It is the last item which often causes the most problems. For example it means that if tenants move out of the property before they are re-housed, for example if they go to stay with relatives, they will lost their right to be re-housed. Landlords often do not understand this, and get frustrated when they consider that their tenants are behaving improperly by staying on in a property after an eviction notice has been served on them, or if they are not paying the rent. However generally the tenants will have no choice. They have to stay until they are evicted or they will lose their right to be re-housed. In most cases, due to a shortage of suitable accommodation, local authorities will not re-house until there is a court order for possession, indeed sometimes they will not re-house until there is a bailiffs appointment.

There is another aspect to this however. If the Local Authority learn that tenants were evicted because they failed to pay rent, they may consider that they are 'voluntarily homeless' and seek to avoid re-housing them on this basis. This is most likely to happen if the tenant has been evicted on the basis of rent arrears. Many local authorities have a shortage of available accommodation and try reduce the number of families they have to re-house. It will therefore generally be to the tenants advantage for proceedings for possession to be brought using the section 21 procedure, as this does not imply any fault on the part of the tenant.

It could therefore be worth while the tenant and landlord reaching an agreement on the basis that the landlord will use the section 21/accelerated possession procedure (which may mean a slightly longer wait for possession if the section 21 notice has not yet been served) provided the tenants pay the rent in the meantime, or if this is impossible, as much as they can afford. This will be to the landlords advantage as, although he may not receive the full rent, at least he will not be out of pocket, and the accelerated procedure is (once it can be started) generally quicker and more certain (and cheaper if solicitors are being used). It will be to the tenants advantage, as if the Local Authority ask the landlord why they are bringing proceedings to evict the tenant, the landlord can just say it is because they want the property back (they do not have to give any other reason). The tenant will not then be at risk of being found voluntarily homeless and refused re-housing. Unless perhaps he reneges on his promise and the landlord informs the Local Authority of the rent arrears.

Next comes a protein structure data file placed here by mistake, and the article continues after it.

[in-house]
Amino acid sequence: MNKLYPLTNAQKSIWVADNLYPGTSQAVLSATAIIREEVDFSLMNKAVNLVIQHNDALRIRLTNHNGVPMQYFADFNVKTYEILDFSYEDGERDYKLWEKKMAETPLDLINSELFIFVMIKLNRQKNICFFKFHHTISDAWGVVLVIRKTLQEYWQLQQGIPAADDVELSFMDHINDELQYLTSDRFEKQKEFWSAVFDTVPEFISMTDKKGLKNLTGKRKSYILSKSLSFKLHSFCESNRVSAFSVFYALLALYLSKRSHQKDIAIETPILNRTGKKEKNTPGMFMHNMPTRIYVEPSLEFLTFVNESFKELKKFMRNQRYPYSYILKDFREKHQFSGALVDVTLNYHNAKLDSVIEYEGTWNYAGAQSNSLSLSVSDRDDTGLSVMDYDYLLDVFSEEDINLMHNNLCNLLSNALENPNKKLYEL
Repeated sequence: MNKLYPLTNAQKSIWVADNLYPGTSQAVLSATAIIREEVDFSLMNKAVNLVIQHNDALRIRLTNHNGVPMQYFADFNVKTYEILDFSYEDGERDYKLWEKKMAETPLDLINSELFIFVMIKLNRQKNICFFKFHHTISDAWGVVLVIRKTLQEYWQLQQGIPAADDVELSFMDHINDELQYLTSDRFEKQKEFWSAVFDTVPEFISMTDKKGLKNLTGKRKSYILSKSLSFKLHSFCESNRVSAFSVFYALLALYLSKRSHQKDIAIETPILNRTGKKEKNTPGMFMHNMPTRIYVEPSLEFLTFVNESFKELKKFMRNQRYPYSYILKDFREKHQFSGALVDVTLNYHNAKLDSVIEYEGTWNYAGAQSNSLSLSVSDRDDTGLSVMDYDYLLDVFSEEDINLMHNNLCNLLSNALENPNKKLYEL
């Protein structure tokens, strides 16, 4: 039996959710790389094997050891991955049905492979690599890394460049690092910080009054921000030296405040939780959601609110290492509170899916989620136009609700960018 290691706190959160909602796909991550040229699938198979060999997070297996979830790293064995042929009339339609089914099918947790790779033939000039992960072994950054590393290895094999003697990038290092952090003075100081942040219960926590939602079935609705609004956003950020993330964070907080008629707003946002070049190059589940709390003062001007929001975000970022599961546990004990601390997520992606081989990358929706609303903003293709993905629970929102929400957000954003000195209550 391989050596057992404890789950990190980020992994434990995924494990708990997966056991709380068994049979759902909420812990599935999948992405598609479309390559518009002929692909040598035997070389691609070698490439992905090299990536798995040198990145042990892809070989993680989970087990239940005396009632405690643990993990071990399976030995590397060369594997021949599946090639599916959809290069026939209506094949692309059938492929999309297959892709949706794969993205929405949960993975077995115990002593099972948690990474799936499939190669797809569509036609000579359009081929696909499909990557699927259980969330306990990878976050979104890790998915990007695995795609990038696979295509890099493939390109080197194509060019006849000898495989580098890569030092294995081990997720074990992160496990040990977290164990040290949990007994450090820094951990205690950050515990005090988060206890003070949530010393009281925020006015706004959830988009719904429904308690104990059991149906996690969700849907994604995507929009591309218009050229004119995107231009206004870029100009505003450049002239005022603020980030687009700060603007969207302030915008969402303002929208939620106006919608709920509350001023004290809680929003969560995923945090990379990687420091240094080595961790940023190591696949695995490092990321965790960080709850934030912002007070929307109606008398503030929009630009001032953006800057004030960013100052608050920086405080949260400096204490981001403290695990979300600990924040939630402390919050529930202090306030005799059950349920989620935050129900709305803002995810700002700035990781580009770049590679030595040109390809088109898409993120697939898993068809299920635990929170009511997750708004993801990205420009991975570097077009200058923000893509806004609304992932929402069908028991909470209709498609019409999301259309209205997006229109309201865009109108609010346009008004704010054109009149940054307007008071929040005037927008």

Un co-operative tenants.

The above situations are all solutions to problems which can be agreed when tenants have been willing to discuss their situation with you and co-operate. However if your tenant refuses to speak to you, or to respond to your letters, and continues to default on rent payments, you should have no hesitation in moving as quickly as possible to bringing proceedings for possession.

In most cases, a section 21 notice should be served immediately, and as soon as the rent arrears reach eight weeks/two months, a section 8 notice citing the mandatory rent arrears ground should be served on the tenants. Notices should be delivered by hand so that service can be proved. If you think the tenant may deny service, take an independent witness with you. Be careful to ensure that possession notices are correctly drafted as Judges are very particular and will often refuse to grant possession if the paperwork is not in order.

You should then issue proceedings as soon as the notice period has expired, Bear in mind that it can take up to three months (sometimes more) before possession can be obtained from an uncooperative tenant, so it is important that you deal with things promptly. Bear in mind also that it is generally rare for landlords to recover unpaid rent from tenants in this situation, so it is important move quickly to minimise your losses.


It looks as if we are in for difficult times, and many tenants (and indeed landlords) will find that, through no fault of their own, they are unable to meet all their financial commitments.

If you treat tenants with respect and consideration, and try to help them find a way around their problems, then they are likely to repay you with loyalty and respect in turn. It is to nobodies advantage to have tenants evicted through the courts, with all the stress and expense that will involve. Much better to have a property occupied and rent being paid. Even if the rent paid is less than originally agreed, this will be better than five to six months arrears followed by a void period and the expense of finding a new tenant.

However if tenants fail to co-operate with you, you should have no computation in serving possession notices and issuing proceedings for possession at the earliest possible moment. This will minimise your losses. It will also (if you rent out several properties) send a message to your other tenants that you are very fair if tenants co-operate with you, but hard if they do not.

For further information please see the New Landlords Guide on the Landlord-Law web-site. Landlord-Law members can also read detailed articles on choosing letting agents and problems with letting agents in this section ).

(Note – This article is written for landlords in England and Wales UK)

© Tessa Shepperson, January 2009

The content of this article is intended to provide a general guide to the subject matter. Specialist advice should be sought about your specific circumstances.